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Zimbabwe Supreme Court Rules for Controversial Harare Anglican Bishop Kunonga

Zimbabwe Supreme Court Deputy Chief Justice Luke Malaba said the Anglican Church of the Province of Central Africa had improperly lodged its appeal as it had filed the application less than five days after notifying its opponent

The long-running battle for control of the Anglican Church in Harare, Zimbabwe, took a new turn on Monday as a Supreme Court judge threw out an appeal by the Anglican Church of the Province of Central Africa challenging a 2009 High Court ruling declaring former Harare Bishop Nolbert Kunonga and his board are legitimate.

Upholding the ruling, Deputy Chief Justice Luke Malaba questioned the way the province lodged its appeal, saying it had abused the system. He said judicial procedure requires notice of appeal to indicate the application will be made on a date in future, not less than five days from the date of its service on the respondent as was done.

"It is ordered that the appeal noted in case SC 180/09 be and is hereby dismissed in terms of rule 36(3) of the Supreme Court Rules with costs on a legal practitioner and client scale," read part of Malaba’s ruling.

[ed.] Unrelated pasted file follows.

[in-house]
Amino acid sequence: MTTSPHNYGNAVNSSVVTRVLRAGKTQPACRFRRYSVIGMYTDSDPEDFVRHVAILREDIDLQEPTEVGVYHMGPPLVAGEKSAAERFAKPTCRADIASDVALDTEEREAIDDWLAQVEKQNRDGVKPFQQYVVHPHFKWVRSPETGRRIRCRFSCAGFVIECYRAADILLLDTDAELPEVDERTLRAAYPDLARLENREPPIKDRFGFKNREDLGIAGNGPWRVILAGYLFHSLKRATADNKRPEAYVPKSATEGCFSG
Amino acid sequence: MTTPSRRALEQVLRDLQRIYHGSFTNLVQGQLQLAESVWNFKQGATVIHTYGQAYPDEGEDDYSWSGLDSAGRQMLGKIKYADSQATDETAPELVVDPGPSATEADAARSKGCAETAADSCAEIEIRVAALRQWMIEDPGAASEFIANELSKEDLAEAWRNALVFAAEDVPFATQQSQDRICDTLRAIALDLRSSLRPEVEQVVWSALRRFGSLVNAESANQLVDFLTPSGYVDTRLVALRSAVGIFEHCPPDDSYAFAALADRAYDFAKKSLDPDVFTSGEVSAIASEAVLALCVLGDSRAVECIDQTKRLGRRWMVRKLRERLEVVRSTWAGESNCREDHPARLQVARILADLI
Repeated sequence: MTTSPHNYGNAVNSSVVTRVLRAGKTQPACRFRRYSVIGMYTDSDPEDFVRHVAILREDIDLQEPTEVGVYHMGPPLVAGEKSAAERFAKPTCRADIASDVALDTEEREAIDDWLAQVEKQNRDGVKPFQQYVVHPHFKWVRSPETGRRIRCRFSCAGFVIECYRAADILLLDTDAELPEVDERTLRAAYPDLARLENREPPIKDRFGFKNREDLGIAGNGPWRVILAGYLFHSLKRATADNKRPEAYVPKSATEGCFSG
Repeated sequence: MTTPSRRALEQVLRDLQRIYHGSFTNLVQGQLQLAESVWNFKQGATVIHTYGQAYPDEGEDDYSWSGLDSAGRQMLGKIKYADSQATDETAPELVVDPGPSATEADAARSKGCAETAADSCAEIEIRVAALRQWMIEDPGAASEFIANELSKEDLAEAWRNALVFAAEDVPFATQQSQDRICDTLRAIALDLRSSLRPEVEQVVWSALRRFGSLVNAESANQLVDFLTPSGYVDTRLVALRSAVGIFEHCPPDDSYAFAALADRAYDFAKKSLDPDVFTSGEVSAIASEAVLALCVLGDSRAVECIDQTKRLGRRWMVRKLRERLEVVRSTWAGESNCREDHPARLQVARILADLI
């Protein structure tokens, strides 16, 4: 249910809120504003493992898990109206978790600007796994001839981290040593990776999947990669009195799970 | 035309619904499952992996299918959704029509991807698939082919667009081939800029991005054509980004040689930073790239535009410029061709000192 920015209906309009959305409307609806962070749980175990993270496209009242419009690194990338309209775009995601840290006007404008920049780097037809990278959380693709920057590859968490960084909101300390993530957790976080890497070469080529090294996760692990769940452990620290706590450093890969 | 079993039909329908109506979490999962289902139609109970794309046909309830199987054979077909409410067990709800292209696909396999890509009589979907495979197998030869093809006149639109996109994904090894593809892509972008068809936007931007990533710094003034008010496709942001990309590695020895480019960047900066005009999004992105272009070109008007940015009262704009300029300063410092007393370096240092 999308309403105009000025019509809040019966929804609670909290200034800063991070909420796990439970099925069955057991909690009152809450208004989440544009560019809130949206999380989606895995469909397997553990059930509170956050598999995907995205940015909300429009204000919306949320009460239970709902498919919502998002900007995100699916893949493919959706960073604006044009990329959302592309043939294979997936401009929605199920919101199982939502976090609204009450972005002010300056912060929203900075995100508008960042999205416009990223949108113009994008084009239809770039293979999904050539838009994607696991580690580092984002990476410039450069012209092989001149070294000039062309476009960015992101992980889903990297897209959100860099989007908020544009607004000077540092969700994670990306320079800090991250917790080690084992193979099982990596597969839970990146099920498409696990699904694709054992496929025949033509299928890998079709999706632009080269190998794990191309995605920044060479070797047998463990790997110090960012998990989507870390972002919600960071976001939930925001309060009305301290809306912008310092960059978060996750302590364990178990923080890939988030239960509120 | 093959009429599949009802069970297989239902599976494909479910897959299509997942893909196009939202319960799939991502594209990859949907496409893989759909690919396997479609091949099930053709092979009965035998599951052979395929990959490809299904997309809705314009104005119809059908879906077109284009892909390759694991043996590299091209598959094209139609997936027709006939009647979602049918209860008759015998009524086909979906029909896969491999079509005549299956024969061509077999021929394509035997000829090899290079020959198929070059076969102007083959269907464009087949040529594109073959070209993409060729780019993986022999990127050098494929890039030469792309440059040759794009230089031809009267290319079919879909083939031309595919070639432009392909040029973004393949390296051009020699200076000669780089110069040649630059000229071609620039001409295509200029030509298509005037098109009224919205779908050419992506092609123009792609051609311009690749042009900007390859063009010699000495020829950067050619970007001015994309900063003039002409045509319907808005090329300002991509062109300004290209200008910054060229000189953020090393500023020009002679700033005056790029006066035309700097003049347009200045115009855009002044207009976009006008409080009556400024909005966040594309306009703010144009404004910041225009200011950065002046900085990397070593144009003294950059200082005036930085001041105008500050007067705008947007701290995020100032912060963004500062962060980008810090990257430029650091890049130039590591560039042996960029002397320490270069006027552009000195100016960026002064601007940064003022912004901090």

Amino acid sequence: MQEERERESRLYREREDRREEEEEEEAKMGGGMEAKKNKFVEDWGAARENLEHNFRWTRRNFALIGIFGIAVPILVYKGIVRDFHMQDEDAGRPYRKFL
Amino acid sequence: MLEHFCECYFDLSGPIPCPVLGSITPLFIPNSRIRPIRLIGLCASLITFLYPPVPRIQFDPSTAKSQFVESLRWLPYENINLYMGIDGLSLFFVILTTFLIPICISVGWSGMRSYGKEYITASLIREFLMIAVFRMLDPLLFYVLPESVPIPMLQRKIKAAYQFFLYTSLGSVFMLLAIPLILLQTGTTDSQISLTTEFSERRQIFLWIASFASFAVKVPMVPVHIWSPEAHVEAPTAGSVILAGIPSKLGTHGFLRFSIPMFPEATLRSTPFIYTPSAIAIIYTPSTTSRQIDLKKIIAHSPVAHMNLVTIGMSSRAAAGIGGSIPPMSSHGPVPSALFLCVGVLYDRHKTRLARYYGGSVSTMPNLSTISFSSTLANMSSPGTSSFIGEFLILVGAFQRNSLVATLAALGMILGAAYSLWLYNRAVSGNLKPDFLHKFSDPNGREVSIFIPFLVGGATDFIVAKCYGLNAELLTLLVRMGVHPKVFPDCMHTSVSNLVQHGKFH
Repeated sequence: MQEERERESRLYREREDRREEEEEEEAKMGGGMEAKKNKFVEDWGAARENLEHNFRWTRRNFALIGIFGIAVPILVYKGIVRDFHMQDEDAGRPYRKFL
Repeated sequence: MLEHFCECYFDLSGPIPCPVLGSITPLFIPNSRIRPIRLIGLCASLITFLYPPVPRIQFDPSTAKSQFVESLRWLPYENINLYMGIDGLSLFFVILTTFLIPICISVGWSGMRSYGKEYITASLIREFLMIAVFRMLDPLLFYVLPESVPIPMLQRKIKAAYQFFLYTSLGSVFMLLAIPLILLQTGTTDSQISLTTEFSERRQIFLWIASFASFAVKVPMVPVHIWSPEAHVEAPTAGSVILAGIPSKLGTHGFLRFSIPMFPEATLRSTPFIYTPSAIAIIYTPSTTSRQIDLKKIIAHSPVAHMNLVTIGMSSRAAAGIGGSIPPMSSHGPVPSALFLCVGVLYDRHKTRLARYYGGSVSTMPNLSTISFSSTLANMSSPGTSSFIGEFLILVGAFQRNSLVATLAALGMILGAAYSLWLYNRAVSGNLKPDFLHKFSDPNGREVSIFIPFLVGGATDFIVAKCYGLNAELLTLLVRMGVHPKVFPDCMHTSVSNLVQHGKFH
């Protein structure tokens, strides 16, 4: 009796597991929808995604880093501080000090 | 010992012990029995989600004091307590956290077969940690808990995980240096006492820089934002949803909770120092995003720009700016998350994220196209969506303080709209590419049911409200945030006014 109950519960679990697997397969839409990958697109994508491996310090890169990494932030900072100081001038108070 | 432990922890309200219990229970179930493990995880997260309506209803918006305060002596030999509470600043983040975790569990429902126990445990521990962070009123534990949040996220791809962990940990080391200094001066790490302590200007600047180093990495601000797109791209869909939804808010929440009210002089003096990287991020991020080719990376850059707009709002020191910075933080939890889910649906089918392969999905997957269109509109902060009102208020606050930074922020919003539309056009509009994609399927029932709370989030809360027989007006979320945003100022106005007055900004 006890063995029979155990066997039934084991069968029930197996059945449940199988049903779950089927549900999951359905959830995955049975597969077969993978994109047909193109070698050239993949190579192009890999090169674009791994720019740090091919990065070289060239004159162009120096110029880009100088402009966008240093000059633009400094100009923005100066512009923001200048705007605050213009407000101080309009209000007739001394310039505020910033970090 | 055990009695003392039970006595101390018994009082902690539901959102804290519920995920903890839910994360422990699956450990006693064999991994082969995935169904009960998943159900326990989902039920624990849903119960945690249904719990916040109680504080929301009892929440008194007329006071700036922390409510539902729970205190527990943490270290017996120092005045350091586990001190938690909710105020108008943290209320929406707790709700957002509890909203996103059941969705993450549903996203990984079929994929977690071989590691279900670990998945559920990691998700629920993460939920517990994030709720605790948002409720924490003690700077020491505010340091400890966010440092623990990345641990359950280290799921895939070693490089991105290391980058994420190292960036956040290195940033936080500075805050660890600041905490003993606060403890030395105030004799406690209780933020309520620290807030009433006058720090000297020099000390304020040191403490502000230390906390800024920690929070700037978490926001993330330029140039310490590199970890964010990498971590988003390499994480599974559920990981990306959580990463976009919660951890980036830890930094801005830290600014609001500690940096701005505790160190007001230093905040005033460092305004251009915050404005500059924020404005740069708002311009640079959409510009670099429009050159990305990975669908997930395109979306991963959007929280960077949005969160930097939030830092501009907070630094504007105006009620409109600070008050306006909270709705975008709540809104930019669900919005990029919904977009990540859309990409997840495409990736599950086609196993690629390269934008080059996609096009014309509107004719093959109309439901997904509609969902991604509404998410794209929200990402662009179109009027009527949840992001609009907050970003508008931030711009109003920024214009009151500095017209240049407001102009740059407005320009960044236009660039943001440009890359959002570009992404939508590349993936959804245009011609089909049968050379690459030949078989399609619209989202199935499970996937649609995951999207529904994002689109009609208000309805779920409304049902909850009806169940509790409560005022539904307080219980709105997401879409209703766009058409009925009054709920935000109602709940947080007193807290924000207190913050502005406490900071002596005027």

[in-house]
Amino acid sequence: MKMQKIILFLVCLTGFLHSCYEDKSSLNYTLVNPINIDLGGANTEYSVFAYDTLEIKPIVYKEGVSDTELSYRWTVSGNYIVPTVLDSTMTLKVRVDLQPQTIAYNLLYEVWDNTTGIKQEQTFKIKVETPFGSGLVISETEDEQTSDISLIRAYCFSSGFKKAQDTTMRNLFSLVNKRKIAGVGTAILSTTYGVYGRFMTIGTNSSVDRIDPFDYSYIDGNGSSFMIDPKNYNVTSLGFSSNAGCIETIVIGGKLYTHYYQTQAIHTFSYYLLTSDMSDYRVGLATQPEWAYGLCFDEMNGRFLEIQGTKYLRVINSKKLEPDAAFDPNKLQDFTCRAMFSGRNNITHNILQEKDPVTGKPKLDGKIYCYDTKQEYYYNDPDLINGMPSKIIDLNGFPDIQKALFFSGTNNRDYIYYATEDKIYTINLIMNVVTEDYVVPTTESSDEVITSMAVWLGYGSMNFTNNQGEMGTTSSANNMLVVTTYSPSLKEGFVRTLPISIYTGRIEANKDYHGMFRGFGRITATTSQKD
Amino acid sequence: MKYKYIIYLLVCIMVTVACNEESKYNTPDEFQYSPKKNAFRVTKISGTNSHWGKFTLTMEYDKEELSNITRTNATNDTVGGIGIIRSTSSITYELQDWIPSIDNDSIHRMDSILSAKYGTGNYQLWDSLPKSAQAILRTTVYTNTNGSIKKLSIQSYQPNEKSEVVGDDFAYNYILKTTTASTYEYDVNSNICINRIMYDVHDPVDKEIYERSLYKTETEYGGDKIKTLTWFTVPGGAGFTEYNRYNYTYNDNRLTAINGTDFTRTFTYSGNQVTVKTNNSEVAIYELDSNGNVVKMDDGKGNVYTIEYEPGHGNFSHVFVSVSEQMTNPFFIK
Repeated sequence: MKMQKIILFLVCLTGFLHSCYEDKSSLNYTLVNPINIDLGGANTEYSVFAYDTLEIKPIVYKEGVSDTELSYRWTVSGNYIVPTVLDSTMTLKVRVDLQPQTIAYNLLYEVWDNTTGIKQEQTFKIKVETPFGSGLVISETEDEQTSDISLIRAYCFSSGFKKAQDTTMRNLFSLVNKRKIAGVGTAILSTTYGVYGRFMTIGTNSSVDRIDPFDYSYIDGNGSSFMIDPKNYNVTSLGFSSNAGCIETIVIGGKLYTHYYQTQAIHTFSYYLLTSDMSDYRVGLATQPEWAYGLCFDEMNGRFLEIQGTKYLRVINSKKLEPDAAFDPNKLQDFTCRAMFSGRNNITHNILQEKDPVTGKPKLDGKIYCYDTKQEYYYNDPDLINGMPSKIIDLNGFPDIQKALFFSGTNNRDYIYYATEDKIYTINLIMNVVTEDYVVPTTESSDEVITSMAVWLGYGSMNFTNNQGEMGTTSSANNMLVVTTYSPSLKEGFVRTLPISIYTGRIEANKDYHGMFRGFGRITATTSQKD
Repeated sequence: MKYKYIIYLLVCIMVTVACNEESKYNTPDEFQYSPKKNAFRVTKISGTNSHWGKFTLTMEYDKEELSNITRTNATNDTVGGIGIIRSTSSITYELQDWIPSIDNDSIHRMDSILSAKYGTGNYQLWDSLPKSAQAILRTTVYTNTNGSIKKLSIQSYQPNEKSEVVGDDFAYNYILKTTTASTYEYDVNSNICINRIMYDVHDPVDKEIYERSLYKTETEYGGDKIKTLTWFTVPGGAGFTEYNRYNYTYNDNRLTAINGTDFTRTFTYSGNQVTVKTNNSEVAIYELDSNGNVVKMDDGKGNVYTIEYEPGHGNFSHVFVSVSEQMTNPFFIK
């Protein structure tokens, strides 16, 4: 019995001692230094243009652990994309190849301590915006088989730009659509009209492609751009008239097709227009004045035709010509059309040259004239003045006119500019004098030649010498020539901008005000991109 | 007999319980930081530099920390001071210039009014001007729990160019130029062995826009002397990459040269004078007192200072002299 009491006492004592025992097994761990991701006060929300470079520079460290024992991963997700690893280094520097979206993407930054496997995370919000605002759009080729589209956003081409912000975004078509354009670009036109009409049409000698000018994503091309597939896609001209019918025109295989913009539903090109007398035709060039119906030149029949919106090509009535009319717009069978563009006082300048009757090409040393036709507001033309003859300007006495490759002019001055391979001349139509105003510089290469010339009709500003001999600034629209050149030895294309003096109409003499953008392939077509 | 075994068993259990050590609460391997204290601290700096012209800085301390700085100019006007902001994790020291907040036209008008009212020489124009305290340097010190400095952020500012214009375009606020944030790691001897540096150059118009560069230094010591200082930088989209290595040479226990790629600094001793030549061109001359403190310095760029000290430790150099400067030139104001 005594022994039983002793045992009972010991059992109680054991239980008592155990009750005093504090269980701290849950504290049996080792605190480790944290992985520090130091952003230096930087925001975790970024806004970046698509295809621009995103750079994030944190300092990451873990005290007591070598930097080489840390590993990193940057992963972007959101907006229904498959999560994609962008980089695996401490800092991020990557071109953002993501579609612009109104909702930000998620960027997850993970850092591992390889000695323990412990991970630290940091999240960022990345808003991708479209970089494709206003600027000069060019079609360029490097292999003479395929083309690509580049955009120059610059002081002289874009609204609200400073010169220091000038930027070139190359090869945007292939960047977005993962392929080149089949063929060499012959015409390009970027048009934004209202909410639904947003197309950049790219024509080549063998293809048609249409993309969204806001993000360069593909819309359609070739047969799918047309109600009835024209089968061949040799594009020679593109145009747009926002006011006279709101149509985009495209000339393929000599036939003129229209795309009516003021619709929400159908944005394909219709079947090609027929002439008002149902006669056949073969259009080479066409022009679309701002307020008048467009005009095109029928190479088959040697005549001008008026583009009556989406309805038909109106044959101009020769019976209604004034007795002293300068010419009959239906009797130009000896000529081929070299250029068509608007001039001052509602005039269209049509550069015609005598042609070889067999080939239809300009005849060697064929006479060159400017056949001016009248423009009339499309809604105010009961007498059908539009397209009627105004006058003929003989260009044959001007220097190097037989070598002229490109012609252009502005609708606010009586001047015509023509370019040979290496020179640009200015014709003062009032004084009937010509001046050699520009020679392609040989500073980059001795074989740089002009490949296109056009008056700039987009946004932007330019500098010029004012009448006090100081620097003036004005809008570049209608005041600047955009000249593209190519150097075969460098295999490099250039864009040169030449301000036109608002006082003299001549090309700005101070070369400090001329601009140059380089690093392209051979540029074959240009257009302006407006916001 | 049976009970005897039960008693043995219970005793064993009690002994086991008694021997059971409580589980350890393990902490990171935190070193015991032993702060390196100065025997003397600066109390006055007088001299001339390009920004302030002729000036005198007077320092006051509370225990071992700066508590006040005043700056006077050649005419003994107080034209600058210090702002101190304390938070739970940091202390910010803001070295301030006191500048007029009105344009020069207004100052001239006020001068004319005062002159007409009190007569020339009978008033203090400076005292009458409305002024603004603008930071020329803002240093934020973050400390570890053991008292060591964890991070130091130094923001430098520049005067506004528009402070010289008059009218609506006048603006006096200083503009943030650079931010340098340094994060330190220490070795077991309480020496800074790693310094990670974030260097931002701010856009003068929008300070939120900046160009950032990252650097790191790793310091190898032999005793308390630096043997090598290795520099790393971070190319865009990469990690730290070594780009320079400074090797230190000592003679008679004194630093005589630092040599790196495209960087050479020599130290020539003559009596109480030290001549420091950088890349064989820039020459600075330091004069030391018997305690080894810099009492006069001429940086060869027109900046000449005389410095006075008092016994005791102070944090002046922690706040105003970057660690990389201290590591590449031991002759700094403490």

Malaba’s ruling was based on the technicality that the CPCA had not followed proper court procedures in filing their appeal. The deputy chief justice said the CPCA had not provided security costs for the appeal within the prescribed time and as such were under an automatic bar imposed by the court.

High Court Justice Ben Hlatshwayo ruled in 2009 that the Kunonga church board was legitimate. The CPCA then approached the Supreme Court to appeal this decision.

Speaking on behalf of Kunonga, Bishop Alfred Munyanyi told VOA Studio 7 reporter Sandra Nyaira the ruling means the dispute is over and Kunonga has full control of the church’s properties and assets.

But Central Africa Province registrar and legal representative Mike Chingori said a separate ruling on the church properties is still pending, saying his clients will continue their fight to win back control of the Harare churches.